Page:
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What the Hell Are ‘Uncured’ Hot Dogs?

All I wanted was to throat a couple glizzies and now I have to deal with these existential questions

It’s another normal trip to the grocery store, and you’re shopping for glizzies. Suddenly, something strange catches your eye: A glistening packet of “uncured” hot dogs. Puzzled, you nab them up and analyze each weenie. They look normal. They feel normal. But, your sausage senses are tingling. You wonder, what are uncured hot dogs? What are “cured” hot dogs? When did wieners get so complicated? It’s actually simpler than it seems.

Cured hot dogs contain synthetic nitrites or nitrates (more on those in a second), and their uncured brethren don’t, says Jess Pryles, multi-platform meat influencer and author of Hardcore Carnivore: Cook Meat Like You Mean It. However, she explains that uncured hot dogs usually still contain nitrites or nitrates, but they’re from non-synthetic sources like celery juice. Cured or uncured, Pryles says they don’t taste any different.

What does all that mean? Basically, nitrites and nitrates, synthetic or otherwise, serve as preservatives. They help hot dogs (and all sorts of deli meats) maintain their color and prevent the spread of harmful bacteria. Whether you go cured or uncured doesn’t matter. As Pryles says, “It’s the same destination — just two different routes to get there.”

There is a problem with synthetic nitrites and nitrates, though. They’re converted by our bodies into nitrosamines, organic compounds that are believed to be carcinogenic. (Nitrosamines are some of the more precarious carcinogens in tobacco products, for example.)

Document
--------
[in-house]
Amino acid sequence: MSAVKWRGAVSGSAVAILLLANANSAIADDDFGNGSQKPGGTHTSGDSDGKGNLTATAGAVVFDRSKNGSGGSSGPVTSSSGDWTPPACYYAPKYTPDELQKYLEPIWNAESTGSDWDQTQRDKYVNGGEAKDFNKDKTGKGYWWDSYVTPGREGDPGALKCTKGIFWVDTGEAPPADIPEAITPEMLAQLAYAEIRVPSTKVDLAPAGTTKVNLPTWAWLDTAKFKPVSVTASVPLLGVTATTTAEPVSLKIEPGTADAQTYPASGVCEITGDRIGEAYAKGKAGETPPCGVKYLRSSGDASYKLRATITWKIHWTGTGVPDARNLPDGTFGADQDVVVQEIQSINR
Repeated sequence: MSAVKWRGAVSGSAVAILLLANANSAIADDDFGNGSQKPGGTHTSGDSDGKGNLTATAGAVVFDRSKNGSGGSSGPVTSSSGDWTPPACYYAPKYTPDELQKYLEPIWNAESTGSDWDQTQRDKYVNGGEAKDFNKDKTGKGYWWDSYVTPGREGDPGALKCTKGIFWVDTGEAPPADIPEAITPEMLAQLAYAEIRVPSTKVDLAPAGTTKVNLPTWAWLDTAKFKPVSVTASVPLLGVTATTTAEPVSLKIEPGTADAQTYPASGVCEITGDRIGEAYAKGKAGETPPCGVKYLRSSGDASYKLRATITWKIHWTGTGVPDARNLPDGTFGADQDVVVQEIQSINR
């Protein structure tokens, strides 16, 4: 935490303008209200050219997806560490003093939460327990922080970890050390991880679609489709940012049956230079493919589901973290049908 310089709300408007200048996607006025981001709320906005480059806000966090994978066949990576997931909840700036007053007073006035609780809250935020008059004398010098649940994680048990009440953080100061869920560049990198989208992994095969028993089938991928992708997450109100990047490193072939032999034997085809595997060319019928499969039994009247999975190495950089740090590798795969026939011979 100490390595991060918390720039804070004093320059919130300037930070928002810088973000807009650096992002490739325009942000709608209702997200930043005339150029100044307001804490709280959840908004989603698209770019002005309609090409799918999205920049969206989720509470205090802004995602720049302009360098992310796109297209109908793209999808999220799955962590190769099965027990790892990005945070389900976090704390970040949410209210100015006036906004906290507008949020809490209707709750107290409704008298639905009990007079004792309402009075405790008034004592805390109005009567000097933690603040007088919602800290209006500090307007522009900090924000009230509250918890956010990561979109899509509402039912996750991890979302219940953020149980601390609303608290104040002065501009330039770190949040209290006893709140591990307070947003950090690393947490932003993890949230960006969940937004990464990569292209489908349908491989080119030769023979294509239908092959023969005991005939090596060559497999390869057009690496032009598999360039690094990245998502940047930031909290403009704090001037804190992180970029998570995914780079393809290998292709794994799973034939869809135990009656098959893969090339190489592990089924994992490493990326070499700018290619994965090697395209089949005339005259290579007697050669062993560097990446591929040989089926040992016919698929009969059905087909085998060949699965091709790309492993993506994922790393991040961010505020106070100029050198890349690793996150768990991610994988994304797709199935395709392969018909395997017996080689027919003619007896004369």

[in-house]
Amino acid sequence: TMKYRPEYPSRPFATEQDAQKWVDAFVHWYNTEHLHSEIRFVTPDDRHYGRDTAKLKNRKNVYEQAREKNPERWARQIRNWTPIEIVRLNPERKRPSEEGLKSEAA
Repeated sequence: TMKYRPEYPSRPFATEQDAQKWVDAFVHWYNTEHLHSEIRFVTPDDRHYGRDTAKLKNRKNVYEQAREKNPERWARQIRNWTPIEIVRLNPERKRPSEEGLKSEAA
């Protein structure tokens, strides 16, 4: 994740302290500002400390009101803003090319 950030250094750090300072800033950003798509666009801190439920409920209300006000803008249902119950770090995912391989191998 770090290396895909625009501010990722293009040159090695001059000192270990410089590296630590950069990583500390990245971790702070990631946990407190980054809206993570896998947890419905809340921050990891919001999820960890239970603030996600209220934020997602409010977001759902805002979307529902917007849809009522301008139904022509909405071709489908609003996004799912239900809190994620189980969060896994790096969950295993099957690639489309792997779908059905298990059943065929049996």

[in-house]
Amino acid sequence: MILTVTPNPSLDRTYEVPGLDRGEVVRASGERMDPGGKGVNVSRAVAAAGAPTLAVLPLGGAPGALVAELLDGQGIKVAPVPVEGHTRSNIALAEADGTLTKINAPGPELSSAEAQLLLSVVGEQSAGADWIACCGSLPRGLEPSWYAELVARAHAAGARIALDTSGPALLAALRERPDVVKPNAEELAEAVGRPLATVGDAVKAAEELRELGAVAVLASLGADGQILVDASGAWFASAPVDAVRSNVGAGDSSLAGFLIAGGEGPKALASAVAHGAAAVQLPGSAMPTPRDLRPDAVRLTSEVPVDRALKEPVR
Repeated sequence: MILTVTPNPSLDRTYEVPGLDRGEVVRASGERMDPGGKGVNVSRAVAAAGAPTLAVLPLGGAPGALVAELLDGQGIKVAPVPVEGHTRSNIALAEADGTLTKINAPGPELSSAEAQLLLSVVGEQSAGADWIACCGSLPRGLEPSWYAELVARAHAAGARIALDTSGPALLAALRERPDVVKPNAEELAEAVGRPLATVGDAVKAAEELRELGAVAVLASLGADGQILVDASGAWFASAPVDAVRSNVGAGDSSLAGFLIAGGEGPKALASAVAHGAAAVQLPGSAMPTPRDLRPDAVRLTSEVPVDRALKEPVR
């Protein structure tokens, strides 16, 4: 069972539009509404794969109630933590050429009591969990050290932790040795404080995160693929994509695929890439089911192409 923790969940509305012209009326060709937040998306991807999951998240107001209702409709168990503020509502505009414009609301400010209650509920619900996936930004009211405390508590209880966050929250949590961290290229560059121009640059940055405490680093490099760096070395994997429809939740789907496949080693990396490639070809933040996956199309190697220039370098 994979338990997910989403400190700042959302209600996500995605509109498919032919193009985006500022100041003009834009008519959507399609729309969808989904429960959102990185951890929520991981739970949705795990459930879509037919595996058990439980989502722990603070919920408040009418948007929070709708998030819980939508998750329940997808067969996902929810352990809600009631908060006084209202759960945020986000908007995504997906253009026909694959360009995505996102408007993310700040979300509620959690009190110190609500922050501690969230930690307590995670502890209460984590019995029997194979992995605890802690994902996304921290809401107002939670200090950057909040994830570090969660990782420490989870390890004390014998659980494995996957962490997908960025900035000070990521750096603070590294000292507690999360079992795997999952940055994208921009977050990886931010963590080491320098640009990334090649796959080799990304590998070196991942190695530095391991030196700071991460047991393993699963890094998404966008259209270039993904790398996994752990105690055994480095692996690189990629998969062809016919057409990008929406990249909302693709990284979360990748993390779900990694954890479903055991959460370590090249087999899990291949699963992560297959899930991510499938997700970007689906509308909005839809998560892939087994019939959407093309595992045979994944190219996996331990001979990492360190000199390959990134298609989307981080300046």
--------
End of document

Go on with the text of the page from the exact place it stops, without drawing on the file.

On the other hand, non-synthetic nitrites and nitrates come from natural sources that also contain vitamin C (again, like celery). This inhibits their conversion into nitrosamines, so they’re thought to be a healthier option. That said, modern-day regulations require manufacturers to limit the amount of synthetic nitrites and nitrates they use, and force them to add vitamin C instead. 

So, if you want to be extra safe, uncured hot dogs are potentially a healthier choice than “cured” hot dogs, if only because their preservatives come from a more natural place. And if you’re a real health nut willing to make friends with your local butcher, Pryles notes that there are truly uncured hot dogs out there, which contain no nitrites and nitrates whatsoever, but their shelf life is “much shorter.”

Though, considering the increase in regulations around nitrites and nitrates, your real concern when slamming glizzies should be their high levels of saturated fat and sodium, both of which we know for sure can mess up your heart. 

Still not convinced? Fine. Pick your damn hot dogs and move along. There are other people in this grocery store, y’know?